Over 100,000 seized bikes went unclaimed in 2014

Last year some 161 thousand bicycles were seized in the 20 largest Dutch municipalities, because they were in the way, parked incorrectly or broken. However, more than 100 thousand of these seized bikes were never reclaimed, according to a study done by newspaper AD.

Of the four largest cities in the Netherlands, Rotterdam comes first with unclaimed bikes. Only 2,600 of the 11,500 bikes removed in the city were ever picked up again, a rate of 22.6 percent. In the Hague and Utrecht only a third of the bikes made it back to their owners. The percentage of reclaimed bikes is even lower in some smaller municipalities. In Haarlemmermeer only 1.3 percent of seized bikes were reclaimed - six of 462 - and Enschede it was 5.3 percent - 67 of more than 1,200 seized bikes.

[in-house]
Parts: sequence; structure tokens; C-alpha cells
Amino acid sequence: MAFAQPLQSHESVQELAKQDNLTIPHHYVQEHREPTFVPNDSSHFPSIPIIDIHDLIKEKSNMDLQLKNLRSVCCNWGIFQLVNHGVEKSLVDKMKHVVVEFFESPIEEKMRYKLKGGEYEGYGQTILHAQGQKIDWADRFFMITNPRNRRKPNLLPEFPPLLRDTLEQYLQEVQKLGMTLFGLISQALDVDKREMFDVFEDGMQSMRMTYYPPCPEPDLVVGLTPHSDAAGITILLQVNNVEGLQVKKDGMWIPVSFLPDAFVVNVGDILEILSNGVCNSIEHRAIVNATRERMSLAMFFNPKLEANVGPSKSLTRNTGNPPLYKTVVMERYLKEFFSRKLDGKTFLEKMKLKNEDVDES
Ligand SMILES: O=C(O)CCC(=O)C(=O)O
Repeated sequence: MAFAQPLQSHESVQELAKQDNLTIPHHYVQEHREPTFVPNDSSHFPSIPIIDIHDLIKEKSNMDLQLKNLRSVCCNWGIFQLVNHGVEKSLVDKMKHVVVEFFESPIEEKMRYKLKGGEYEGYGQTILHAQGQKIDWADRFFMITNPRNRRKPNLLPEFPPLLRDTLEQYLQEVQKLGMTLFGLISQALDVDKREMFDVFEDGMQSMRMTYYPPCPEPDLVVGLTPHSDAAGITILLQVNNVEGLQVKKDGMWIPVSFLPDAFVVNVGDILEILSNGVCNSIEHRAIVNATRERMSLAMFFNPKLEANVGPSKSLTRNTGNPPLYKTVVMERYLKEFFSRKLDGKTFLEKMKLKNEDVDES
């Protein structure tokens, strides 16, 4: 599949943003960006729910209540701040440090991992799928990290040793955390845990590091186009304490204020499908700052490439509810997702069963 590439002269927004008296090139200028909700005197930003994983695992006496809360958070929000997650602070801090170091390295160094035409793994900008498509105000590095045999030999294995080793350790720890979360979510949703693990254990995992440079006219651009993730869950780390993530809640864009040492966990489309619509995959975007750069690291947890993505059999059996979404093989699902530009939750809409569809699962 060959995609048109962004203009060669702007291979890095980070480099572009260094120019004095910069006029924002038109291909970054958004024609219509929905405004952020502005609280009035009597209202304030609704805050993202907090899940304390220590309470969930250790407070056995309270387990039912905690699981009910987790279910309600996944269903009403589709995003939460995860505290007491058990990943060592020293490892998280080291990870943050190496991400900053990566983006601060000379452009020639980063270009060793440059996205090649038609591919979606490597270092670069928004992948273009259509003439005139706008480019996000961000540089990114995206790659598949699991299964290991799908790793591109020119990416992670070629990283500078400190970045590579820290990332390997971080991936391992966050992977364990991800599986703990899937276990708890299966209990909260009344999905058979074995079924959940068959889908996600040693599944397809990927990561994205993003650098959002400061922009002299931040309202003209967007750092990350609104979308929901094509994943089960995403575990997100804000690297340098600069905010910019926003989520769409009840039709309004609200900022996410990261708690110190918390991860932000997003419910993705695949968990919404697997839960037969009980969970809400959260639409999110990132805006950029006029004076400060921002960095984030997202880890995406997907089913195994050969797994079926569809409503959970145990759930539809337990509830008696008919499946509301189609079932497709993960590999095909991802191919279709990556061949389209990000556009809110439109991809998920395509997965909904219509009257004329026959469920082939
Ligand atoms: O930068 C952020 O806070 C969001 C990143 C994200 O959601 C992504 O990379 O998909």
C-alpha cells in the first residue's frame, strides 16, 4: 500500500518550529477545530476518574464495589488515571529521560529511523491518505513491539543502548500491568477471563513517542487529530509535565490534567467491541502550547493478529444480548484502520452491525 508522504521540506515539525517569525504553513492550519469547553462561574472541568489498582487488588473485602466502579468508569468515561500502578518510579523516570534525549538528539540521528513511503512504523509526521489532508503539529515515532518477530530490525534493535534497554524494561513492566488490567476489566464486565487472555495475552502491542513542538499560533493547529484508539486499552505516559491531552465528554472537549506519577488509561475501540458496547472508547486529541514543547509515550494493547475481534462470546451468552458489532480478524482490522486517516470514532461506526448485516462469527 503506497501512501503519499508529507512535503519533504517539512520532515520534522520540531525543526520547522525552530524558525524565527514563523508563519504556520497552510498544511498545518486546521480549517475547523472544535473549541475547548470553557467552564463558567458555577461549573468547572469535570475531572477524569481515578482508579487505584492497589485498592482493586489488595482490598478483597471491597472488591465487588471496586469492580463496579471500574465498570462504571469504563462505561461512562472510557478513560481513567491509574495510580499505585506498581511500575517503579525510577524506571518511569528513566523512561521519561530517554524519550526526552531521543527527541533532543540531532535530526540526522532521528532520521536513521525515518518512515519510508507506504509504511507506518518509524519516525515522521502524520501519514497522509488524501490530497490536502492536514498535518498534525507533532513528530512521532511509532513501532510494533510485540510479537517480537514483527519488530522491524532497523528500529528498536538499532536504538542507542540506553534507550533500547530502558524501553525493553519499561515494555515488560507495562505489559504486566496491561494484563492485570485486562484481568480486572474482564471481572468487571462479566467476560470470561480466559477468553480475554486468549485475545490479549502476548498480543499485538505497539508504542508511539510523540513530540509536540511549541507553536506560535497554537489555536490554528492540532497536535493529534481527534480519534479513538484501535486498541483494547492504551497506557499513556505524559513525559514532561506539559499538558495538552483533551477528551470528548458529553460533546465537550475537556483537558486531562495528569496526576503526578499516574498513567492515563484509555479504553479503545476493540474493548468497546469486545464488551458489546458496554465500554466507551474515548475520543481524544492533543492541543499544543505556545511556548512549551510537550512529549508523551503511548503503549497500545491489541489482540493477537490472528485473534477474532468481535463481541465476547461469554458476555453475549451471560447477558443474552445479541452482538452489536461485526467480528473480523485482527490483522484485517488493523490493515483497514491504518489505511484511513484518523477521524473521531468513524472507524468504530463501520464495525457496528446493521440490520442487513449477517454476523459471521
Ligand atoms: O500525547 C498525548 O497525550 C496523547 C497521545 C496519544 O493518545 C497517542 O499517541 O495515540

Cyclists union Fietsersbond attributes the low reclaim percentage to the fact that people often mistakenly assume that their bike was stolen. "People panic: my bike is gone, now what? But be aware that your bike could also have been removed." Pieter van Es said to the newspaper. He added that some municipalities are too quick to remove bikes, or do so unjustly and calls on cyclists to complain if they think this happened.

Some of the unclaimed bikes are turned into scraps, but bikes that are still in good condition are sold to traders.

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